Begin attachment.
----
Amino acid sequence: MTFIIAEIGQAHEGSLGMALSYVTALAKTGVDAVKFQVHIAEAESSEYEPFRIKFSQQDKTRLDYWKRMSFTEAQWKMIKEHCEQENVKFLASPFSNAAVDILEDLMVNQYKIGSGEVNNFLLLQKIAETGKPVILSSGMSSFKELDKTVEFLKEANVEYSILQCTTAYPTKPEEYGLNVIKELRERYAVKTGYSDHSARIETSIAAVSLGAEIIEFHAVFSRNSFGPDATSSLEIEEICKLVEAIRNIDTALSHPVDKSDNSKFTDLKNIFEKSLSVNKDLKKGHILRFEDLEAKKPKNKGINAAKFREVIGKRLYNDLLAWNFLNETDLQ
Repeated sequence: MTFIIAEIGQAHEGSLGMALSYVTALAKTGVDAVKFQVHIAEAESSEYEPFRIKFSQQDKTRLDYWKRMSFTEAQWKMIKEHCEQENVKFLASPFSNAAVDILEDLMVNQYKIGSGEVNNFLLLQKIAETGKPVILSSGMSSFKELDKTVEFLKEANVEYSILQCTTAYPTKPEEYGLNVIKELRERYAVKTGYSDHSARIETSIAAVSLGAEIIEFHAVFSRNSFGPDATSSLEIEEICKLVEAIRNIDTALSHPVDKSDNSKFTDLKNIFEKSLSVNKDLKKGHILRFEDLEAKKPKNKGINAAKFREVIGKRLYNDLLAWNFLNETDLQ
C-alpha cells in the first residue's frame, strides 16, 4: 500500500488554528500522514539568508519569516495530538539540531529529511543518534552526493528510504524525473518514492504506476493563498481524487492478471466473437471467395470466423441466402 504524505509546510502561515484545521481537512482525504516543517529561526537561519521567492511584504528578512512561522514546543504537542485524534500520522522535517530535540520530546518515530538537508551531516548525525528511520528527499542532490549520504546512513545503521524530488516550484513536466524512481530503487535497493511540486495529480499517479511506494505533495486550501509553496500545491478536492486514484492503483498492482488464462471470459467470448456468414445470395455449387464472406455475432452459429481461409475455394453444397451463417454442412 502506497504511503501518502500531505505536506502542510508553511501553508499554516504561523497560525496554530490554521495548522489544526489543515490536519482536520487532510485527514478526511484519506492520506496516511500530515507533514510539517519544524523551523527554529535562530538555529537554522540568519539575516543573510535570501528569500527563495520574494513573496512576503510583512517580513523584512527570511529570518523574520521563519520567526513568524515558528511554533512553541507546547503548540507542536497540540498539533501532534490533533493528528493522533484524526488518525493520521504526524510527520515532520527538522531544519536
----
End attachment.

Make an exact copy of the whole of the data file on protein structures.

Amino acid sequence: MTFIIAEIGQAHEGSLGMALSYVTALAKTGVDAVKFQVHIAEAESSEYEPFRIKFSQQDKTRLDYWKRMSFTEAQWKMIKEHCEQENVKFLASPFSNAAVDILEDLMVNQYKIGSGEVNNFLLLQKIAETGKPVILSSGMSSFKELDKTVEFLKEANVEYSILQCTTAYPTKPEEYGLNVIKELRERYAVKTGYSDHSARIETSIAAVSLGAEIIEFHAVFSRNSFGPDATSSLEIEEICKLVEAIRNIDTALSHPVDKSDNSKFTDLKNIFEKSLSVNKDLKKGHILRFEDLEAKKPKNKGINAAKFREVIGKRLYNDLLAWNFLNETDLQ
Repeated sequence: MTFIIAEIGQAHEGSLGMALSYVTALAKTGVDAVKFQVHIAEAESSEYEPFRIKFSQQDKTRLDYWKRMSFTEAQWKMIKEHCEQENVKFLASPFSNAAVDILEDLMVNQYKIGSGEVNNFLLLQKIAETGKPVILSSGMSSFKELDKTVEFLKEANVEYSILQCTTAYPTKPEEYGLNVIKELRERYAVKTGYSDHSARIETSIAAVSLGAEIIEFHAVFSRNSFGPDATSSLEIEEICKLVEAIRNIDTALSHPVDKSDNSKFTDLKNIFEKSLSVNKDLKKGHILRFEDLEAKKPKNKGINAAKFREVIGKRLYNDLLAWNFLNETDLQ
C-alpha cells in the first residue's frame, strides 16, 4: 500500500488554528500522514539568508519569516495530538539540531529529511543518534552526493528510504524525473518514492504506476493563498481524487492478471466473437471467395470466423441466402 504524505509546510502561515484545521481537512482525504516543517529561526537561519521567492511584504528578512512561522514546543504537542485524534500520522522535517530535540520530546518515530538537508551531516548525525528511520528527499542532490549520504546512513545503521524530488516550484513536466524512481530503487535497493511540486495529480499517479511506494505533495486550501509553496500545491478536492486514484492503483498492482488464462471470459467470448456468414445470395455449387464472406455475432452459429481461409475455394453444397451463417454442412 502506497504511503501518502500531505505536506502542510508553511501553508499554516504561523497560525496554530490554521495548522489544526489543515490536519482536520487532510485527514478526511484519506492520506496516511500530515507533514510539517519544524523551523527554529535562530538555529537554522540568519539575516543573510535570501528569500527563495520574494513573496512576503510583512517580513523584512527570511529570518523574520521563519520567526513568524515558528511554533512553541507546547503548540507542536497540540498539533501532534490533533493528528493522533484524526488518525493520521504526524510527520515532520527538522531544519536